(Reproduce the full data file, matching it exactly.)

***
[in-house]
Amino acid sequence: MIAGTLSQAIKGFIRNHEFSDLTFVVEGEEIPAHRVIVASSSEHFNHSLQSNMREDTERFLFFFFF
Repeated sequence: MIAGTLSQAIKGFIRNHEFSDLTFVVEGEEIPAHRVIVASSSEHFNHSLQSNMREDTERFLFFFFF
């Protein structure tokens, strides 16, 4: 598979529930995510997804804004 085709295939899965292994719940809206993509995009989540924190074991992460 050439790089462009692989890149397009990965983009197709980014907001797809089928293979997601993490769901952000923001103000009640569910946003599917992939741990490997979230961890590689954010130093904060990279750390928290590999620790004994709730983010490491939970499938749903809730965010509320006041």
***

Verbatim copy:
[in-house]
Amino acid sequence: MIAGTLSQAIKGFIRNHEFSDLTFVVEGEEIPAHRVIVASSSEHFNHSLQSNMREDTERFLFFFFF
Repeated sequence: MIAGTLSQAIKGFIRNHEFSDLTFVVEGEEIPAHRVIVASSSEHFNHSLQSNMREDTERFLFFFFF
């Protein structure tokens, strides 16, 4: 598979529930995510997804804004 085709295939899965292994719940809206993509995009989540924190074991992460 050439790089462009692989890149397009990965983009197709980014907001797809089928293979997601993490769901952000923001103000009640569910946003599917992939741990490997979230961890590689954010130093904060990279750390928290590999620790004994709730983010490491939970499938749903809730965010509320006041």